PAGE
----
celebrates the olive
Journées Méditérranéennes de l'Olivier
Hard to believe spring has come around again. It’s been a long winter,
with so much snow everywhere. But the signs of spring abound, and this
annual renaissance is woven into traditions and festivities all across
One such springtennial event occurs in late April in Nımes, this year
April 22-24. For a long weekend, the esplanades and parks near the Jardin
de la Fontaine bustle with activity during les Journées Méditérranéennes
de l'Olivier, a festival that celebrates the olive. Among the gathering
dignitaries and participants are la Confrérie des Chevaliers de l'Olivier
du Languedoc Roussillon, a group of dedicated olive-lovers whose mission
is to defend and support the olive tree and all the spiritual and material
riches it brings. Awards for taste, production, patrimony, and creativity are given to
current members, and new members are inducted at
this time with great fanfare.
It’s fun, it’s festive, it’s fruitful. You can stroll around the
park looking at displays about olive production,
try samples of olives, olive oils, and olive products; perhaps find an
olive-themed decorative item or something made of olive wood; buy an olive
tree for your garden, watch competitors and les confrères in action. As an
added bonus, many of the restaurants around town have olive-themed menus
during this time, so it’s a great chance to sample creative dishes
prepared by local chefs using local products, always worthwhile.
It's all about
just ask these two confrères!
| As an aside,
although the simple olive of Languedoc may seem common, you should know
that it wants to follow in the footsteps of its upscale neighbors, Nyons,
Les Baux, Haute Provence and Nice, all proud owners of AOC designation for their olives.
In 1999 the Syndicat (union) des Oléiculteurs du Gard reserved “de Nimes”
for an appellation d'origine contrôlée designation in the future.
This should mean we can look forward to an A.O.C “Olive et Huile d’Olive
de Nimes” sometime soon. And they’ve got their eye on getting an AOC for
the tasty green picholine as an “olive de bouche,” an eating olive. On
Serviers serves up
- bon restaurant
We can’t speak of olive trees without mentioning one of our
favorite restaurants in France, l’Olivier (the name means olive tree). This charming spot in Serviers/LaBaume,
just a few kilometers outside of Uzès, is on our must-eat-at list when
we’re in the area. We love the creative menu, the delicious food, the
(father and son, Odino and Numa Domenichini) and of course, Anne-Marie (wife and
mother), a most gracious and knowledgeable hostess.
Our first experience with Odino, Numa and Anne-Marie
was on a cold, rainy, late autumn day. It was midweek, off season,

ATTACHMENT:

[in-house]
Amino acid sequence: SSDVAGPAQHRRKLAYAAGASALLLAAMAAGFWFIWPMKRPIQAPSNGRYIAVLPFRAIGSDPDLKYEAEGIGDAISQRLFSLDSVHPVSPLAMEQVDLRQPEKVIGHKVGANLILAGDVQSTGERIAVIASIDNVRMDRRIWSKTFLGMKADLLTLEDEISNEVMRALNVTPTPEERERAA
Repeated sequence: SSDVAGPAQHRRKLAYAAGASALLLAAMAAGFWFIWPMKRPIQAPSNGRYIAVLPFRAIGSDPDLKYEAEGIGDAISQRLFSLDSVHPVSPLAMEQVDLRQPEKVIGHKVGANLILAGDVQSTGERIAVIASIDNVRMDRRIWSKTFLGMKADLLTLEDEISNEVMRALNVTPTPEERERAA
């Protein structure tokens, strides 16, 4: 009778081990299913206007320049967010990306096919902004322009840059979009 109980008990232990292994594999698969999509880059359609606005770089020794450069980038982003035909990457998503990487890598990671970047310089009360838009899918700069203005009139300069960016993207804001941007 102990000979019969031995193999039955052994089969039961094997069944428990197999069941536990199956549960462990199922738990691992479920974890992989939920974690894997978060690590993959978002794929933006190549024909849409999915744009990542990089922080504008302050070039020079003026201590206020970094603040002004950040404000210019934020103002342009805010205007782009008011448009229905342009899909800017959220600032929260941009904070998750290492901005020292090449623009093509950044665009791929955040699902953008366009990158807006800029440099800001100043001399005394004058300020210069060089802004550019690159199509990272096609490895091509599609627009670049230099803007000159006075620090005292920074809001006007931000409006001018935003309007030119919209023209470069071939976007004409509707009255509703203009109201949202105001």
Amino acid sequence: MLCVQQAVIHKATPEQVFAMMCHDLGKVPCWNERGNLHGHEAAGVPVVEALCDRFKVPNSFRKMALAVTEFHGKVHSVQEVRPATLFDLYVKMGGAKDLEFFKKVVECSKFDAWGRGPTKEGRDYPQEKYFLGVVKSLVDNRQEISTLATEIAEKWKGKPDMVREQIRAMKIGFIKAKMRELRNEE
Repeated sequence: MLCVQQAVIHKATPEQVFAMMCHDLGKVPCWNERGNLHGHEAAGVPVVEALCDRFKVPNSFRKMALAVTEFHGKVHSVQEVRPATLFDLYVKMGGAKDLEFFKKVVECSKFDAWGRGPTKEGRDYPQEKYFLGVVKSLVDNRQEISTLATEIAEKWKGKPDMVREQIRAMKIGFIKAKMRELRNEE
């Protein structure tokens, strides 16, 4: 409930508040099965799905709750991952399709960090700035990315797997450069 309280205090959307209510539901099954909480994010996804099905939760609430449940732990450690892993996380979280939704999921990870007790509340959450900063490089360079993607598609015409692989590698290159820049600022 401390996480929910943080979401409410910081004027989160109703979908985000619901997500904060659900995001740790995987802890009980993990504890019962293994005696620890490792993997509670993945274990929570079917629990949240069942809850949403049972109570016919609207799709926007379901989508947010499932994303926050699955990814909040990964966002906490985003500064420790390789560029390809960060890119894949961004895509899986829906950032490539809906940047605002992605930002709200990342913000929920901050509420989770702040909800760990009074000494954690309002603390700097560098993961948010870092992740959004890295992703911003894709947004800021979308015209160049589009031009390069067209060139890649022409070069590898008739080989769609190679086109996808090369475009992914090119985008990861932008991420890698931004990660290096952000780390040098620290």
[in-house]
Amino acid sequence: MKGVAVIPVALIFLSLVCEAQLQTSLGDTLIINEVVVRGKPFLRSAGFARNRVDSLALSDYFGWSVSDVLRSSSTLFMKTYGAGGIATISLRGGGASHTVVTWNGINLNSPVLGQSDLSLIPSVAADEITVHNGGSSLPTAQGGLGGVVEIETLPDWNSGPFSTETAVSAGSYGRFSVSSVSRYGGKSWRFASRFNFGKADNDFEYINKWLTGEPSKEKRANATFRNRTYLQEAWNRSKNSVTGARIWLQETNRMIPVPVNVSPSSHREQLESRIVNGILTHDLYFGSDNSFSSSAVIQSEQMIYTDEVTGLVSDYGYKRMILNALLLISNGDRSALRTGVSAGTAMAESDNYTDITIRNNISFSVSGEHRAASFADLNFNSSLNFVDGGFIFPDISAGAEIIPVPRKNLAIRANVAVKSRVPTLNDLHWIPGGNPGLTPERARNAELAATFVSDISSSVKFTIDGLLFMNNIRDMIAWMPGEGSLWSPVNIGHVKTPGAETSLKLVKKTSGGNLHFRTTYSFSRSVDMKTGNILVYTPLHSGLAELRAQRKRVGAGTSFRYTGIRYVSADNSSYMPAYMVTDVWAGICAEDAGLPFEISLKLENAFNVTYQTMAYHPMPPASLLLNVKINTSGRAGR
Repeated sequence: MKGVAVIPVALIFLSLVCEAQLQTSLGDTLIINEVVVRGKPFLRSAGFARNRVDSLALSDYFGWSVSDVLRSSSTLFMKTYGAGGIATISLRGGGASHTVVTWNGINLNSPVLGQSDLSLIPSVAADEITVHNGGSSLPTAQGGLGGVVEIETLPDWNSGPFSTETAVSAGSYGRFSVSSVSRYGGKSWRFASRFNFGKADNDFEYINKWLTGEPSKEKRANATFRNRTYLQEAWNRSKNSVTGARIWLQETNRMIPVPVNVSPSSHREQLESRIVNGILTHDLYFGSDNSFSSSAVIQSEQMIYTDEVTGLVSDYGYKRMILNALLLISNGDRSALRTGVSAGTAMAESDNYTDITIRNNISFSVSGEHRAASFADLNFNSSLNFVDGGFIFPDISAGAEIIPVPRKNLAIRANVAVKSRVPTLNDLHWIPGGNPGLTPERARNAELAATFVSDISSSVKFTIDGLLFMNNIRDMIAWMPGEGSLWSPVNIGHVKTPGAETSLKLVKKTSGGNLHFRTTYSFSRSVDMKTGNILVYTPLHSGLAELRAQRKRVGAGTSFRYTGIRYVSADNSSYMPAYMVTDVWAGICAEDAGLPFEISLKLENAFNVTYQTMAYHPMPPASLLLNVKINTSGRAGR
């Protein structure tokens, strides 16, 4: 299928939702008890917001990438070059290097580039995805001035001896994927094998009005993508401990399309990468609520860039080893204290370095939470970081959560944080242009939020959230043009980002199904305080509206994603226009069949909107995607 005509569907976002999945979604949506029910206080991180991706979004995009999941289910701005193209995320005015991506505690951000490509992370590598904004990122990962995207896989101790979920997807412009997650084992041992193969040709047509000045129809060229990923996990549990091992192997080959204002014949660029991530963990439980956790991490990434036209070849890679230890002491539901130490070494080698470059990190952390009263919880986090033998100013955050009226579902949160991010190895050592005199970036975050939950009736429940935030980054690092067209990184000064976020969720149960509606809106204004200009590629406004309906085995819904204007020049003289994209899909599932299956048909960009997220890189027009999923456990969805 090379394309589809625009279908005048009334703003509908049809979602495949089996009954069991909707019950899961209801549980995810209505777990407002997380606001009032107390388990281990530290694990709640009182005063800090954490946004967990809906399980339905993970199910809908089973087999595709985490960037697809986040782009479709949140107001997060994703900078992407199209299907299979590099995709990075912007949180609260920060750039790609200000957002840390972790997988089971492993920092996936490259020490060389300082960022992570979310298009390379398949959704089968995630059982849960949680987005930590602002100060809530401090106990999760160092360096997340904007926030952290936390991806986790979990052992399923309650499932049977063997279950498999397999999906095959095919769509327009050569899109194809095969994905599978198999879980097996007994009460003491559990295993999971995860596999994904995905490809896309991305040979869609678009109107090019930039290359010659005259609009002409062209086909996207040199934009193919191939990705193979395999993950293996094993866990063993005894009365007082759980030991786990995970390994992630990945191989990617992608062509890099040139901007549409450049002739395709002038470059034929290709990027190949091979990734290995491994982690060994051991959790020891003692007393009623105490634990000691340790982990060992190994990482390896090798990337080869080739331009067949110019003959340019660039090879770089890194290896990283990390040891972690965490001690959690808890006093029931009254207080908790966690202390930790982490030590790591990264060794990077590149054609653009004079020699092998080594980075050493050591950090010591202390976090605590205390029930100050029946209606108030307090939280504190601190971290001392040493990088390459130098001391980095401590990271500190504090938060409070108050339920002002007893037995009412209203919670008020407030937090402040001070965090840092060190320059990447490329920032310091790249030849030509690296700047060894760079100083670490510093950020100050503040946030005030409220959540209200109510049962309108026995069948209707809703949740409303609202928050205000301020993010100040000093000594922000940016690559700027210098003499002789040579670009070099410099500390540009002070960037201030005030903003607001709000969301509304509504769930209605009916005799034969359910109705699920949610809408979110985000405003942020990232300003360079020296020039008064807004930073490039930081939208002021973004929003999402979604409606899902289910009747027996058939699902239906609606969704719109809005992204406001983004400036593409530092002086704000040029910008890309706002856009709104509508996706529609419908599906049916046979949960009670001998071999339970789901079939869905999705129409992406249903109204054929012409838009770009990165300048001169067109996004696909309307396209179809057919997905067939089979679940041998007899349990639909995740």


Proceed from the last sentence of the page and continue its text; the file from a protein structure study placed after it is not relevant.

lunchtime, but we called to reserve, always the polite and proper thing to
do with a good restaurant in France. We arrived promptly at 12:30, and
were seated in a warm, inviting room that radiated the promise of good
cooking. But it was quiet. We were the only ones there. Were we missing
something? Did we not get the memo?
Restaurant, rooms and
Numa and Odino,
son and father chef team
| As we spent more time in
France, we discovered that it’s not unusual to be the only clients for
lunch in a nice restaurant. In a way it becomes a grand performance by the
chef for you and you alone. We came to love the personal attention,
although our first experiences as sole customers were somewhat
Regardless, that first visit Anne-Marie made us feel welcome
and at home, making the entire experience chaleureux. She started
out by offering us the house aperitif, champagne with a splash of
amaretto; she answered our silliest questions about what was what, why
this was served in this way, where this product came from; and she was
infinitely patient with our fractured French language and our American
ways. Toward the end of the meal, Odino, le grand chef, came out to greet
us and regaled us with tales of Paolo Conti, Oscar Peterson and American
jazz. We’ve been back many times, and we're always treated like royalty
and returning friends.
Food offerings at l’Olivier change
with the season and always include a menu dégustation (tasting menu) that
is a work of art in itself. You can check out their current menu and wine
list, which are in French (they don’t want to damage the spirit of the
dishes by translating them into English) at
www.l-olivier.fr. Regardless of the season, the food is impeccably
prepared and presented, and they have one of the finest cheese selections
in the area and a wine list with gems from small caves in the region.
They've added a few beautifully decorated rooms for rent, and are now
offering for sale their homemade breads, pâtés and other goodies. You can
find out more online, but you can’t taste the food that way. You’ll just
have to go there...and we recommend that you do!
Warm dining rooms, elegant food,
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